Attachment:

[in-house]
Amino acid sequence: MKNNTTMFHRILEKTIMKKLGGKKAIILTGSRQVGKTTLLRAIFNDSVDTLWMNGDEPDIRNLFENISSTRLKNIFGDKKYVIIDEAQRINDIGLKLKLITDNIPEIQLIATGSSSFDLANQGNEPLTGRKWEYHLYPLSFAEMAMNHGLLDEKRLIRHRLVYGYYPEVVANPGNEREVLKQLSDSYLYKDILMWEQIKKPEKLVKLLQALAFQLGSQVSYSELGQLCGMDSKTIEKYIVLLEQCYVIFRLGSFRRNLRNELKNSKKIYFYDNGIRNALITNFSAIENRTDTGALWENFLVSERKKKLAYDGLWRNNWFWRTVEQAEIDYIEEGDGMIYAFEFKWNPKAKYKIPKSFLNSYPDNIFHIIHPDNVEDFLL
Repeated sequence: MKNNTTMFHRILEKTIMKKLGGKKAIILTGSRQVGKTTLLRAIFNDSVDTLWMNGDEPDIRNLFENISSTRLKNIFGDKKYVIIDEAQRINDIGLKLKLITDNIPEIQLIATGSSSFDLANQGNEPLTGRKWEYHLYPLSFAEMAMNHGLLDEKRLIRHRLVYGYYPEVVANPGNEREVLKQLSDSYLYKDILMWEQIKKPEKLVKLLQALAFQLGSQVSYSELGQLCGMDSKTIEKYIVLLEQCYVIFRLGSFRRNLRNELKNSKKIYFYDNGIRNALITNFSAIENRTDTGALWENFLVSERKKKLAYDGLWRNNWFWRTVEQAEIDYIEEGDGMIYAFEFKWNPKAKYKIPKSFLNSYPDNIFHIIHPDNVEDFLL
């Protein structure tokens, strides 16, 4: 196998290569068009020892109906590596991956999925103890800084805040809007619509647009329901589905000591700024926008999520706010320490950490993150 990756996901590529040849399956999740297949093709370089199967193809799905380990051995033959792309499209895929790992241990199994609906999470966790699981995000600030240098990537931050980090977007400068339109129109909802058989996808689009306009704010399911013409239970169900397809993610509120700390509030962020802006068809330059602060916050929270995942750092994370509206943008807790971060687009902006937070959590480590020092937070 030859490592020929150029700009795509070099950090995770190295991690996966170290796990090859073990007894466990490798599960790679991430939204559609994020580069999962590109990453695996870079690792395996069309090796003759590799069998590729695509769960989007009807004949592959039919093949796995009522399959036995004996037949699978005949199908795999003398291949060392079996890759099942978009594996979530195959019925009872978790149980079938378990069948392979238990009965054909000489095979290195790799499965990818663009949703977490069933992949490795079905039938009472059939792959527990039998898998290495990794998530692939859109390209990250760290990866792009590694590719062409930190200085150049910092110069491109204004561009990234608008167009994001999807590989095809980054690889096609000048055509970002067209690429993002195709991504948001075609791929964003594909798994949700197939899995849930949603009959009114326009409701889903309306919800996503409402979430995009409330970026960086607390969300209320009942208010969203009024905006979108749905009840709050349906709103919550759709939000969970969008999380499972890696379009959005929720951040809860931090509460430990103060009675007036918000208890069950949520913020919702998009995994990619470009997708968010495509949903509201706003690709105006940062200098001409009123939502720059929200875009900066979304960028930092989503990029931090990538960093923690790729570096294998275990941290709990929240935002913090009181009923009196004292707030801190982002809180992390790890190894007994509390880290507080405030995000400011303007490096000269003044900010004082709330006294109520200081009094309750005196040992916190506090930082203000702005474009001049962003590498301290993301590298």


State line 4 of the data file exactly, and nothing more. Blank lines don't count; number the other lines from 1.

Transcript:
């Protein structure tokens, strides 16, 4: 196998290569068009020892109906590596991956999925103890800084805040809007619509647009329901589905000591700024926008999520706010320490950490993150 990756996901590529040849399956999740297949093709370089199967193809799905380990051995033959792309499209895929790992241990199994609906999470966790699981995000600030240098990537931050980090977007400068339109129109909802058989996808689009306009704010399911013409239970169900397809993610509120700390509030962020802006068809330059602060916050929270995942750092994370509206943008807790971060687009902006937070959590480590020092937070 030859490592020929150029700009795509070099950090995770190295991690996966170290796990090859073990007894466990490798599960790679991430939204559609994020580069999962590109990453695996870079690792395996069309090796003759590799069998590729695509769960989007009807004949592959039919093949796995009522399959036995004996037949699978005949199908795999003398291949060392079996890759099942978009594996979530195959019925009872978790149980079938378990069948392979238990009965054909000489095979290195790799499965990818663009949703977490069933992949490795079905039938009472059939792959527990039998898998290495990794998530692939859109390209990250760290990866792009590694590719062409930190200085150049910092110069491109204004561009990234608008167009994001999807590989095809980054690889096609000048055509970002067209690429993002195709991504948001075609791929964003594909798994949700197939899995849930949603009959009114326009409701889903309306919800996503409402979430995009409330970026960086607390969300209320009942208010969203009024905006979108749905009840709050349906709103919550759709939000969970969008999380499972890696379009959005929720951040809860931090509460430990103060009675007036918000208890069950949520913020919702998009995994990619470009997708968010495509949903509201706003690709105006940062200098001409009123939502720059929200875009900066979304960028930092989503990029931090990538960093923690790729570096294998275990941290709990929240935002913090009181009923009196004292707030801190982002809180992390790890190894007994509390880290507080405030995000400011303007490096000269003044900010004082709330006294109520200081009094309750005196040992916190506090930082203000702005474009001049962003590498301290993301590298």